WASHINGTON — Despite talk of "windfalls" from federal tax revision, most states are in financial trouble, with 23 states cutting their budgets and 28 considering tax increases, a national study indicated Friday.
"(It's) a very tight fiscal condition . . . the worst we've seen in the 10 years that we've been doing this survey," Raymond Scheppach, executive director of the National Governors Assn., said. "The projection for the next several years would be a fair amount of (spending) restraint."
Revenue Gain Discounted
Scheppach said that, despite much discussion about the huge revenues coming to states as a result of federal tax revision, "the so-called 'windfall' will never materialize in most cases."
The average state revenue windfall makes up only 1.5% of total state general revenue, he said.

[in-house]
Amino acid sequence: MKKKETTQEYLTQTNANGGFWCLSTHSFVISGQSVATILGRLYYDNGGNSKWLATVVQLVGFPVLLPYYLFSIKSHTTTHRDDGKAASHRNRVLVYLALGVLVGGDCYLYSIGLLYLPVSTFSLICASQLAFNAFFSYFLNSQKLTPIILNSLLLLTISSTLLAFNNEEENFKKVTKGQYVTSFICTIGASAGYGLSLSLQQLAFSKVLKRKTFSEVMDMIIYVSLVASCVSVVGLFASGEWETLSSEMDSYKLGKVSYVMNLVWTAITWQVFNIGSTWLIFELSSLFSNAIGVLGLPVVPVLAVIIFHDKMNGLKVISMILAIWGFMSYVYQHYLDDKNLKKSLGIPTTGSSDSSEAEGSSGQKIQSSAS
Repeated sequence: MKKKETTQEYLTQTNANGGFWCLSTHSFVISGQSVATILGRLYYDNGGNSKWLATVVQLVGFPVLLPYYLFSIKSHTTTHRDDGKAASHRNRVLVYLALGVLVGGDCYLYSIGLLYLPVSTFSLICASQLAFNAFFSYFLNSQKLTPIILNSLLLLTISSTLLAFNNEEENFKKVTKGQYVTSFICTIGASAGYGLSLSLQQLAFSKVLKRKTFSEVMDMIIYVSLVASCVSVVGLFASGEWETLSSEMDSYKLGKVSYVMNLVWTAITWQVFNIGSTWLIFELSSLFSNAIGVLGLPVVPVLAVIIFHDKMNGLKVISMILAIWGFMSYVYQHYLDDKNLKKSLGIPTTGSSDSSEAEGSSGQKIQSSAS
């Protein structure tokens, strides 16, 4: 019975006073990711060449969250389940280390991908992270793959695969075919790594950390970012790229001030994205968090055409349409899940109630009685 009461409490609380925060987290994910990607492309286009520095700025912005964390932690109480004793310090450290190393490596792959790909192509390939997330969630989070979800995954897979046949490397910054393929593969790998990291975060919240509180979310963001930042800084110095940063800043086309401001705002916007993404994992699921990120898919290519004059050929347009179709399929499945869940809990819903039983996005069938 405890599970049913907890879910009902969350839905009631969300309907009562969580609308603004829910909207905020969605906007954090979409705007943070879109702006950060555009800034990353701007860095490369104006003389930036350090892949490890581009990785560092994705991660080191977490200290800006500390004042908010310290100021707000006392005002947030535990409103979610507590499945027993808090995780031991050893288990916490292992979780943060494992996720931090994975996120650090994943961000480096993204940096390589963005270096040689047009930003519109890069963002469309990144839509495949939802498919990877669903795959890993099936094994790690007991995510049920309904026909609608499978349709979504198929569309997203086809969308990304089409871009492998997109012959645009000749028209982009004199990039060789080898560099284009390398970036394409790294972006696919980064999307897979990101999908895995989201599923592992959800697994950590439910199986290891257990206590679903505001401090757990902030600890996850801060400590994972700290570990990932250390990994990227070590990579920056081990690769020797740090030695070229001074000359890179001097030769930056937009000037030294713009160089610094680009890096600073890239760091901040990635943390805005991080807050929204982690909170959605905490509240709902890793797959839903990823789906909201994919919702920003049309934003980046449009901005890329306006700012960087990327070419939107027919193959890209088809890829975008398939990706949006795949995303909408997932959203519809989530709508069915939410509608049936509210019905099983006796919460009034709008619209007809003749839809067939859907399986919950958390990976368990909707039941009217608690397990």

"If governors' recommendations are adopted, 80% of the revenue windfall--$4.5 billion--will be returned to the taxpayers," he said.
Scheppach said the survey showed that the financial health of state governments reflects economic conditions in the state.
Red Block of States
A map showing states that have cut their 1987 budgets was virtually solid red from the Mississippi River Valley west to the Continental Divide. A total of $3.15 billion has been cut from state budgets.